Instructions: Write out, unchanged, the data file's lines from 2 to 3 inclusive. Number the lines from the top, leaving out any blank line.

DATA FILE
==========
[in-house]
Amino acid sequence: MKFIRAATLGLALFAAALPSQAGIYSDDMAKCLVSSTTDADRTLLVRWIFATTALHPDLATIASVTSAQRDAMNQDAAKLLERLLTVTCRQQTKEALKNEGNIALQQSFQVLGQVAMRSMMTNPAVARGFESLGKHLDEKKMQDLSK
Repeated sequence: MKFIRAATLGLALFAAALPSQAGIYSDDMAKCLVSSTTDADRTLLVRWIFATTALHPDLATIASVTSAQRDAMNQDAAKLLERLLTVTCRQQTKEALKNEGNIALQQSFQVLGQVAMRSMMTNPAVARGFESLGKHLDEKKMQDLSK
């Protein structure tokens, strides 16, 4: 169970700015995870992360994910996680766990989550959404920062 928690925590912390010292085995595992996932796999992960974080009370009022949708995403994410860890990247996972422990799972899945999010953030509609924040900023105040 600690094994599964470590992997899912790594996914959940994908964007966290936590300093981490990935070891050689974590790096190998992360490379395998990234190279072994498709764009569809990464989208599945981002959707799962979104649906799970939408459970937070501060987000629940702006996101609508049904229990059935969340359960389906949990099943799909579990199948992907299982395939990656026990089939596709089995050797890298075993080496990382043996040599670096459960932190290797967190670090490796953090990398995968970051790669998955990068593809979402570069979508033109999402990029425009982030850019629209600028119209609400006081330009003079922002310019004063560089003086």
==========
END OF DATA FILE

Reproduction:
Amino acid sequence: MKFIRAATLGLALFAAALPSQAGIYSDDMAKCLVSSTTDADRTLLVRWIFATTALHPDLATIASVTSAQRDAMNQDAAKLLERLLTVTCRQQTKEALKNEGNIALQQSFQVLGQVAMRSMMTNPAVARGFESLGKHLDEKKMQDLSK
Repeated sequence: MKFIRAATLGLALFAAALPSQAGIYSDDMAKCLVSSTTDADRTLLVRWIFATTALHPDLATIASVTSAQRDAMNQDAAKLLERLLTVTCRQQTKEALKNEGNIALQQSFQVLGQVAMRSMMTNPAVARGFESLGKHLDEKKMQDLSK